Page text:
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Exit Four

This year the Iowa City Transit system added a voice recording that announces the location of each bus stop. The voice is a woman’s, perhaps a robot woman’s. It says, “Now approaching exit four, North Dodge HyVee.” For months, however, the voice perplexed me because it announced every exit as “exit four.” “Now approaching exit four, Clinton and Jefferson” it says; “Now approaching exit four, public library”; “Now approaching exit four, Prairie du Chien.” I thought there must be a glitch in the system, and I wondered why they never fixed it to count the stops correctly: surely, if it could know what was at each stop, it could also know which stop it was on the route.

This morning I realized that the voice actually says “exit for.”



It was mid-summer, 1996. Boston, MA. After days of traveling from South Africa (including an exhausting 3-day whirlwind tour of Athens, Greece), we found ourselves in a hotel, luggage piled high around us, in need of transportation to New York City. We needed to get to NYC because our flight to Tampa, where a warm reception with old friends, and a car, were waiting, left from there.

Being the oldest son, and world-wise at the age of 17, I took it upon myself to make these arrangements while my parents and siblings slept.

Things progressed swimmingly until I realized I had no idea what the man on the other end of the line was talking about. Apparently, to catch a Greyhound to NYC, our family would need to head to the Port O’ Farley.

I scoured the map of Boston and its environs for whole minutes, but could find nothing even faintly resembling this mythical Port O’ Farley.

Then, defeated, I relayed this information to my parents, who even in their half-asleep daze knew that, Bostonian accents notwithstanding, we needed to catch a bus at the Port Authority.

My peg was taken down a notch or two that day, my friends, and I still cringe every time I’m riding the T and see that stop…

Pooh, that’s not so bad. Nobody understands Bostonians.

Unless they’re on Car Talk, that is.

I’ve had too many things like this happen to me to count, and I’ve been racking my brains all day to remember them, but I can’t.

to your credit, Greg, a public transit recording should say “exit HERE for…”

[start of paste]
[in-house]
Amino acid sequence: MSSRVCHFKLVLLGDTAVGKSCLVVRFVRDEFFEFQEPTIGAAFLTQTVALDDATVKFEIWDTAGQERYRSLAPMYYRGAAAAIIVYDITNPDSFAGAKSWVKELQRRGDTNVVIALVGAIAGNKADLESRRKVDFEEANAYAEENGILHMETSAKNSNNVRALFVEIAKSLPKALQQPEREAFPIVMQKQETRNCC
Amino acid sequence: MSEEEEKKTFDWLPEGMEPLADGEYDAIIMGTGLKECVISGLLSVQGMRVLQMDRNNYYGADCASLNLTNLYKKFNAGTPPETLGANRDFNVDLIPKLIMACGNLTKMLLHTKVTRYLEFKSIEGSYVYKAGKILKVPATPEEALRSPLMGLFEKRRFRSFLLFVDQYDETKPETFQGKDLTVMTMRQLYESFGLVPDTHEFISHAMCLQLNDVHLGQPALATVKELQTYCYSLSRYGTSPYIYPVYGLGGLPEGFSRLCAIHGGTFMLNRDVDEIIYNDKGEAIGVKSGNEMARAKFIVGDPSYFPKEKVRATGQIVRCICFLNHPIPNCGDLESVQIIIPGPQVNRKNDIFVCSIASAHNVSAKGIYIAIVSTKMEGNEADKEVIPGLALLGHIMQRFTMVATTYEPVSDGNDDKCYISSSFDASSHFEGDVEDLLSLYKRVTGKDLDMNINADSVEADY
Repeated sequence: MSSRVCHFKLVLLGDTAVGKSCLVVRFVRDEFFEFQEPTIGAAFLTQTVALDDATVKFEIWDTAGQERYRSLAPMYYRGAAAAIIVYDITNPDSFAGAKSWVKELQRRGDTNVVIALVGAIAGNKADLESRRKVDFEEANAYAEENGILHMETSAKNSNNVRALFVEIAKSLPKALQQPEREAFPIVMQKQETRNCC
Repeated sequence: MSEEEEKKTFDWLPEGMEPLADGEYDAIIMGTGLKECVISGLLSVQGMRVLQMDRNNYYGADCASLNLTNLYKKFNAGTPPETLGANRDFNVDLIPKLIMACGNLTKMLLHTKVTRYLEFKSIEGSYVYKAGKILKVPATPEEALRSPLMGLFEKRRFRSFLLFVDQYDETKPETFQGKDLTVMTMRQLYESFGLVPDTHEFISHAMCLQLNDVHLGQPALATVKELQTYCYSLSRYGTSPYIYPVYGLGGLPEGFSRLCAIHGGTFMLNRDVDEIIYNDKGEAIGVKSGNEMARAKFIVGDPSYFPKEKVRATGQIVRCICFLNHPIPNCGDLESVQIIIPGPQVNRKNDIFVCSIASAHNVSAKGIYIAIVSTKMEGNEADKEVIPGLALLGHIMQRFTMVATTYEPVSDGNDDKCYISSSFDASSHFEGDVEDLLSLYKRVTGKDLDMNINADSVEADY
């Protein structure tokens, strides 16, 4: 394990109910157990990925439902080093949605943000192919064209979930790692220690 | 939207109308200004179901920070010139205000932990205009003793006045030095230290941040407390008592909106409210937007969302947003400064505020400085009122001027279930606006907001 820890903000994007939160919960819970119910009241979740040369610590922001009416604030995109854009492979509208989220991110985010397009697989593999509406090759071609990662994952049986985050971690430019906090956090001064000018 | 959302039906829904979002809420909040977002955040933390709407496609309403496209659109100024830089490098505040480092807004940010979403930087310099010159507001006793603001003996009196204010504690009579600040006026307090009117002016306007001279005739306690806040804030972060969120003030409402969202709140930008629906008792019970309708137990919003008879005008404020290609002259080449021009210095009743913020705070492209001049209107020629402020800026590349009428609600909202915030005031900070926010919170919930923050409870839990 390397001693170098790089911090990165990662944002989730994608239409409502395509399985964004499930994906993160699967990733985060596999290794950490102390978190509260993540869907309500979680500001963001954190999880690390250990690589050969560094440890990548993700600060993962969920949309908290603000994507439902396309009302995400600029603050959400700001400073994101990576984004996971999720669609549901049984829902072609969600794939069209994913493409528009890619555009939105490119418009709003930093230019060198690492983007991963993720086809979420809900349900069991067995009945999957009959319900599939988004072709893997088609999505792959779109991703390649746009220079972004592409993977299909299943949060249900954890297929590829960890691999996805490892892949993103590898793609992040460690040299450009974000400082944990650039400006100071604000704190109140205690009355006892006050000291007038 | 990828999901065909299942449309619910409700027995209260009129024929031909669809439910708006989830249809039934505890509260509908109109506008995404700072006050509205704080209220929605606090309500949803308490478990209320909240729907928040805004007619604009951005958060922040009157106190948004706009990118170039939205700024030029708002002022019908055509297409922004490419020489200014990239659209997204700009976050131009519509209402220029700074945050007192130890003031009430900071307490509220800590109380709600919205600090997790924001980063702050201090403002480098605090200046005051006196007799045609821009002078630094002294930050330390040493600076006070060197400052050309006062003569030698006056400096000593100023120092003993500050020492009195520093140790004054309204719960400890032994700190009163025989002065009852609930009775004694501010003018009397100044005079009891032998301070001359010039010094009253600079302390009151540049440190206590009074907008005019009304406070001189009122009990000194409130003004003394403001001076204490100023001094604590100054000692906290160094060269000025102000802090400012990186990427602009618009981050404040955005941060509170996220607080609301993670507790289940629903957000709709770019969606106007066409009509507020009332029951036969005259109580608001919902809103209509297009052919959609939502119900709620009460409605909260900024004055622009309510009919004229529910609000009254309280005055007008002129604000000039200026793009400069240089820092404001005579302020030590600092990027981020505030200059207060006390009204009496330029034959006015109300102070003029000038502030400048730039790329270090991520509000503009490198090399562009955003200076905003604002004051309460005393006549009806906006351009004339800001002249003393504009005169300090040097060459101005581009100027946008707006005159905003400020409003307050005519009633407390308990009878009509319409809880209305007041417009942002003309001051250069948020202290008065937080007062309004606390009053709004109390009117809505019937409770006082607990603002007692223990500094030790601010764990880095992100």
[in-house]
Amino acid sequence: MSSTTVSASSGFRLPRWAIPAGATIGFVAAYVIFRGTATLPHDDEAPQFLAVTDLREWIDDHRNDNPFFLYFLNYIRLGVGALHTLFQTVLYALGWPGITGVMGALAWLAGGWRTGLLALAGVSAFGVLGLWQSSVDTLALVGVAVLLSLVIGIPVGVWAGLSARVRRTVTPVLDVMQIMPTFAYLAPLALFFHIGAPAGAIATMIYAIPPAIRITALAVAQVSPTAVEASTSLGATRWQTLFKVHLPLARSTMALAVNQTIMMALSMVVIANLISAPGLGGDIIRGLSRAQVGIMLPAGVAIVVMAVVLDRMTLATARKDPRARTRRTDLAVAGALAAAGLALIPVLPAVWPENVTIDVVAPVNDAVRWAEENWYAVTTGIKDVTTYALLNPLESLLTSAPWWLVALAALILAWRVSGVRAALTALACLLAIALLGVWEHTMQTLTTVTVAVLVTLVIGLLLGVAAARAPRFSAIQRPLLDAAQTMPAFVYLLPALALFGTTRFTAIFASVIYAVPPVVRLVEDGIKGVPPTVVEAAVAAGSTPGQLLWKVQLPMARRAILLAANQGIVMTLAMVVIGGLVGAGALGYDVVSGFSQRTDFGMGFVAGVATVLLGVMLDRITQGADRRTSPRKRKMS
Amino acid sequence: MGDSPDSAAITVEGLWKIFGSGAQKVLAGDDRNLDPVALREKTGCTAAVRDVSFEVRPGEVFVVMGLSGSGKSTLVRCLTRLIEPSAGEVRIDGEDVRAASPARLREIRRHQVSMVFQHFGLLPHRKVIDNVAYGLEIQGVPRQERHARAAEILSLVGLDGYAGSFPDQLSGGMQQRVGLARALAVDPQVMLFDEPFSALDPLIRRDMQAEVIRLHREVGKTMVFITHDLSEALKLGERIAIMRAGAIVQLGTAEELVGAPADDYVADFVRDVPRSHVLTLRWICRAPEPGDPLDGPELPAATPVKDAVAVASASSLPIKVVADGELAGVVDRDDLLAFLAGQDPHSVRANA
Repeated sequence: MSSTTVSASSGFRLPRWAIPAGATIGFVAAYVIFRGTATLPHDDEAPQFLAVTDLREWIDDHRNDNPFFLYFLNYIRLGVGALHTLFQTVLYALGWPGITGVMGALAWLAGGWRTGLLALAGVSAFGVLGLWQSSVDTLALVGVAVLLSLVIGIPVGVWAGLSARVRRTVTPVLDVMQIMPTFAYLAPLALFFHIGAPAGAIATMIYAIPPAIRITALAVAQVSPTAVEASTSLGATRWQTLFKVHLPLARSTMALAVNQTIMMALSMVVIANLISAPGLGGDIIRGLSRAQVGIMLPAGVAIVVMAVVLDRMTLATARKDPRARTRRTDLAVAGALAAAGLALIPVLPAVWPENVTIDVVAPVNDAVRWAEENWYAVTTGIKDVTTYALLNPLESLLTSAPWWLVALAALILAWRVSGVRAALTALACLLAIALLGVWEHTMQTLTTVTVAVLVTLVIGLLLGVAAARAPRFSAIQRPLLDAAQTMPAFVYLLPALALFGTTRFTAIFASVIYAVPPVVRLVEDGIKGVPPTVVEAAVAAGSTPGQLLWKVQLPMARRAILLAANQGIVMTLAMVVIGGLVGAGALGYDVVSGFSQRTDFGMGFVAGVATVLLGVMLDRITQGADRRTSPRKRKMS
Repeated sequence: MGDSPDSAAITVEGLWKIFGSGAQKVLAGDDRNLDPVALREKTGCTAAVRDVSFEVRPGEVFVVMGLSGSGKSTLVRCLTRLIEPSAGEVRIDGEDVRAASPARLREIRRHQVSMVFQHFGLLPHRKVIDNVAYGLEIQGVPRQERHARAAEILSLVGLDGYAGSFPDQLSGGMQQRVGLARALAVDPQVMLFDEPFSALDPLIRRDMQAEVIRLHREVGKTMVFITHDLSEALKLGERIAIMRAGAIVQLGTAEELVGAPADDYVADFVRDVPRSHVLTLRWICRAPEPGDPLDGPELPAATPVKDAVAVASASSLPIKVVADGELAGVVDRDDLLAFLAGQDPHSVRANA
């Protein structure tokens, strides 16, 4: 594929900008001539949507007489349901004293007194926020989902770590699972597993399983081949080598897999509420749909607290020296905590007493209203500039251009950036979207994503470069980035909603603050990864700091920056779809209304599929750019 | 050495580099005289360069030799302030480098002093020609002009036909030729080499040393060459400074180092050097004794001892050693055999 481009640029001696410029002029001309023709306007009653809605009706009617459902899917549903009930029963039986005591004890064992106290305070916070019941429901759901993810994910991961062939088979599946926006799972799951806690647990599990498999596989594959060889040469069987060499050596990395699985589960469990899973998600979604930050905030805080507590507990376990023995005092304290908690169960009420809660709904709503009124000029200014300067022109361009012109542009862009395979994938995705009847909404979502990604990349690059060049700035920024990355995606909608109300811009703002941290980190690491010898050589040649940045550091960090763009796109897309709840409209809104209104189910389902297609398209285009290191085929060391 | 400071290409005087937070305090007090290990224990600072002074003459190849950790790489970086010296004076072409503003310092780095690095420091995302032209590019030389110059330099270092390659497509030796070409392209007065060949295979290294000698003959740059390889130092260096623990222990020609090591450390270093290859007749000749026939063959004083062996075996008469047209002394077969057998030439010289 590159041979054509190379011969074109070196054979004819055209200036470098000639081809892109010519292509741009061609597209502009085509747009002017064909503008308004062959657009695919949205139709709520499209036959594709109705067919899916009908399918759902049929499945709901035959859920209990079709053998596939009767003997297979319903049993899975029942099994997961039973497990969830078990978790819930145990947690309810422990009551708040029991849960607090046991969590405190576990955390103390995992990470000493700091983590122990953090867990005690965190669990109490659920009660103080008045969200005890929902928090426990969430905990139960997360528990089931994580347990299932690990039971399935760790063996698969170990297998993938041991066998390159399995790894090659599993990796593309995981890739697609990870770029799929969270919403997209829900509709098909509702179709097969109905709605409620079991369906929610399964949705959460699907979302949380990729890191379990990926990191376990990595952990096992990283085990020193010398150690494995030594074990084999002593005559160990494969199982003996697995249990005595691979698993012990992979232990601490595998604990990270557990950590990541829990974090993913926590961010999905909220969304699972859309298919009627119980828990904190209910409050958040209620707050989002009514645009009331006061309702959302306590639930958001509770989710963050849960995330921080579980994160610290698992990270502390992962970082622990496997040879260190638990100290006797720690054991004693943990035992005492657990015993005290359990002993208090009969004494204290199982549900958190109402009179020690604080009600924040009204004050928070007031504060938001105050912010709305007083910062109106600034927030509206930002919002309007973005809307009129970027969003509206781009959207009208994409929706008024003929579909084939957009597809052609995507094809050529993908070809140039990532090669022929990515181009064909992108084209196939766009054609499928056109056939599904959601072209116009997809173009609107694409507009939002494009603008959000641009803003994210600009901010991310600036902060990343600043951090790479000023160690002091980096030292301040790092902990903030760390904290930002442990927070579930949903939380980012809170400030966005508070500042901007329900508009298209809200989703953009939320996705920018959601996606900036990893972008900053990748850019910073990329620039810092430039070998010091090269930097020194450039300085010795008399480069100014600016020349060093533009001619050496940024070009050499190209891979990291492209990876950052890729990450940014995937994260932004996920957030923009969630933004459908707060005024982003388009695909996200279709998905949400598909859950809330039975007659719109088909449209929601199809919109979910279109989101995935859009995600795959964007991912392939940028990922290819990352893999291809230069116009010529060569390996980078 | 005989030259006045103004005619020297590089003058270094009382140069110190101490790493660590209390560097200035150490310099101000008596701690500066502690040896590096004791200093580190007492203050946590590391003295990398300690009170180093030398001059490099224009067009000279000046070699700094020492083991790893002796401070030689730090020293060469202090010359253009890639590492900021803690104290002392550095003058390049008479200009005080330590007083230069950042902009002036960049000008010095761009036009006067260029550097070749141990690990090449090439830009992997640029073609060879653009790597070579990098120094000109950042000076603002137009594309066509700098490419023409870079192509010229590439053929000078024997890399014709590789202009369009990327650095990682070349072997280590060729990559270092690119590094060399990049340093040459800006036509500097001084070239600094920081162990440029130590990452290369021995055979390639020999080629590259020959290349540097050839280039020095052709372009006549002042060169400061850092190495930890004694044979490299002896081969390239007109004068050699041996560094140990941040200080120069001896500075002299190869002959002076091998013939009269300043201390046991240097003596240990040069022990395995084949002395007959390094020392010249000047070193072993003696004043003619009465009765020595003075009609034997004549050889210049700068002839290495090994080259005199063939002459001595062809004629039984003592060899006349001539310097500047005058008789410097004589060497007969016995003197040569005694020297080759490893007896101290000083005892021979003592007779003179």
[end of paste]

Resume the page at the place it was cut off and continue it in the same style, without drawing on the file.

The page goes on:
but you still live in the sticks

of course, where I live, you have to ask the bus driver (in Arabic) to drop you at a certain place… and when you’re there, climb over half a dozen other people, and then hop off while the bus is still in motion. thankfully, the bus usually slows down a little.

I once rode an airplane from Merida, in the Yucatan peninsula, to Cozumel in very similar circumstances to your buses, Marty. You couldn’t lean over the pilot to tell him you needed to get out, of course, but it was standing room only in the aisles. I’m quite amazed we made it through alive.

Anyway, I don’t condone the syntax of “now approaching,” but since you bring it up, shouldn’t the bus already be stopped for the voice to say, appropriately, “exit here”? “Now approaching” more accurately signifies the fact that the bus won’t stop unless the cord that makes the “stop requested” light turn on is pulled.

is there really an exit called prairie du chien?

m. that’s much like the buses of my youth, where we would hang out the door and windows. the advantage was, at least for the those hanging out, that the driver only needed to slow down enough for the hangers-on to jump off.

The bus drivers of my youth diligently warned against hanging out the windows by reading us horrible stories of children who were decapitated for doing just that.

My bus driver just said, “Stop hangin’ out them winders!”

Re: 7 × 2: Prairie du Chien road is usually pronounced “Prairie du Sheen,” but the bus voice says “Prairie du Shin.”

What made the decapitation story worse was that my mom was at the time my bus driver.

At least she didn’t say “winders.” (Or did she?)

True, true. Windows did end with ws in those days, though later drivers’ kids knew winders well.